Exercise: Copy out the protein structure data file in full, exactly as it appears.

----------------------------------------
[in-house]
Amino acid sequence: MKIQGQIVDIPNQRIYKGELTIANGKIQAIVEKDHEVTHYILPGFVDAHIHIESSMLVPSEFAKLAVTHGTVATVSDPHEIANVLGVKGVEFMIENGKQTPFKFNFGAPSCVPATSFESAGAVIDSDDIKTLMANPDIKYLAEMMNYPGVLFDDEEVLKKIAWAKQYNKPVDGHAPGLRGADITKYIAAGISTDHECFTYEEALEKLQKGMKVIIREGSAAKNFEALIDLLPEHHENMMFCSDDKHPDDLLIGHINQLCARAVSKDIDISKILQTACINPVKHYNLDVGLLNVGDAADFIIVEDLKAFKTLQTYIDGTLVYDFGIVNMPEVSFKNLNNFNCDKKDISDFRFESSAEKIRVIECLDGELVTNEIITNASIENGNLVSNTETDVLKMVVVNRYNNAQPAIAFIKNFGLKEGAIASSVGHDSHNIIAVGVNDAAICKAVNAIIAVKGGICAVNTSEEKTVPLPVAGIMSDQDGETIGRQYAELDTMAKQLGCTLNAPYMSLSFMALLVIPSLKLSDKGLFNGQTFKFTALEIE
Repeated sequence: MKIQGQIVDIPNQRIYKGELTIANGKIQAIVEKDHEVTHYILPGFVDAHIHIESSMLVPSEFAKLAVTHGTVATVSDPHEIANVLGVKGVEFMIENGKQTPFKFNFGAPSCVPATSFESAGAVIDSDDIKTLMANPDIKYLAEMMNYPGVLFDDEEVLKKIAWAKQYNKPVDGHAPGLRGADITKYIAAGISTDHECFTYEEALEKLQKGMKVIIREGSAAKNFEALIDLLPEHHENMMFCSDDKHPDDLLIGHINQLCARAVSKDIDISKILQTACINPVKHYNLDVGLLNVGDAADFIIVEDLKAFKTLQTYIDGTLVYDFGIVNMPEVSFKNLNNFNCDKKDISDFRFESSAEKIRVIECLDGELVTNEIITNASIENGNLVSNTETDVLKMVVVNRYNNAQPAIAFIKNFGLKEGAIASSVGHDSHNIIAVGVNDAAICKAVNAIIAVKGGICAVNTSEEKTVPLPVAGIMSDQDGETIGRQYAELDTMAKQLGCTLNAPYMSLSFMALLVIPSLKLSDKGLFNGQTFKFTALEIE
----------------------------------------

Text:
[in-house]
Amino acid sequence: MKIQGQIVDIPNQRIYKGELTIANGKIQAIVEKDHEVTHYILPGFVDAHIHIESSMLVPSEFAKLAVTHGTVATVSDPHEIANVLGVKGVEFMIENGKQTPFKFNFGAPSCVPATSFESAGAVIDSDDIKTLMANPDIKYLAEMMNYPGVLFDDEEVLKKIAWAKQYNKPVDGHAPGLRGADITKYIAAGISTDHECFTYEEALEKLQKGMKVIIREGSAAKNFEALIDLLPEHHENMMFCSDDKHPDDLLIGHINQLCARAVSKDIDISKILQTACINPVKHYNLDVGLLNVGDAADFIIVEDLKAFKTLQTYIDGTLVYDFGIVNMPEVSFKNLNNFNCDKKDISDFRFESSAEKIRVIECLDGELVTNEIITNASIENGNLVSNTETDVLKMVVVNRYNNAQPAIAFIKNFGLKEGAIASSVGHDSHNIIAVGVNDAAICKAVNAIIAVKGGICAVNTSEEKTVPLPVAGIMSDQDGETIGRQYAELDTMAKQLGCTLNAPYMSLSFMALLVIPSLKLSDKGLFNGQTFKFTALEIE
Repeated sequence: MKIQGQIVDIPNQRIYKGELTIANGKIQAIVEKDHEVTHYILPGFVDAHIHIESSMLVPSEFAKLAVTHGTVATVSDPHEIANVLGVKGVEFMIENGKQTPFKFNFGAPSCVPATSFESAGAVIDSDDIKTLMANPDIKYLAEMMNYPGVLFDDEEVLKKIAWAKQYNKPVDGHAPGLRGADITKYIAAGISTDHECFTYEEALEKLQKGMKVIIREGSAAKNFEALIDLLPEHHENMMFCSDDKHPDDLLIGHINQLCARAVSKDIDISKILQTACINPVKHYNLDVGLLNVGDAADFIIVEDLKAFKTLQTYIDGTLVYDFGIVNMPEVSFKNLNNFNCDKKDISDFRFESSAEKIRVIECLDGELVTNEIITNASIENGNLVSNTETDVLKMVVVNRYNNAQPAIAFIKNFGLKEGAIASSVGHDSHNIIAVGVNDAAICKAVNAIIAVKGGICAVNTSEEKTVPLPVAGIMSDQDGETIGRQYAELDTMAKQLGCTLNAPYMSLSFMALLVIPSLKLSDKGLFNGQTFKFTALEIE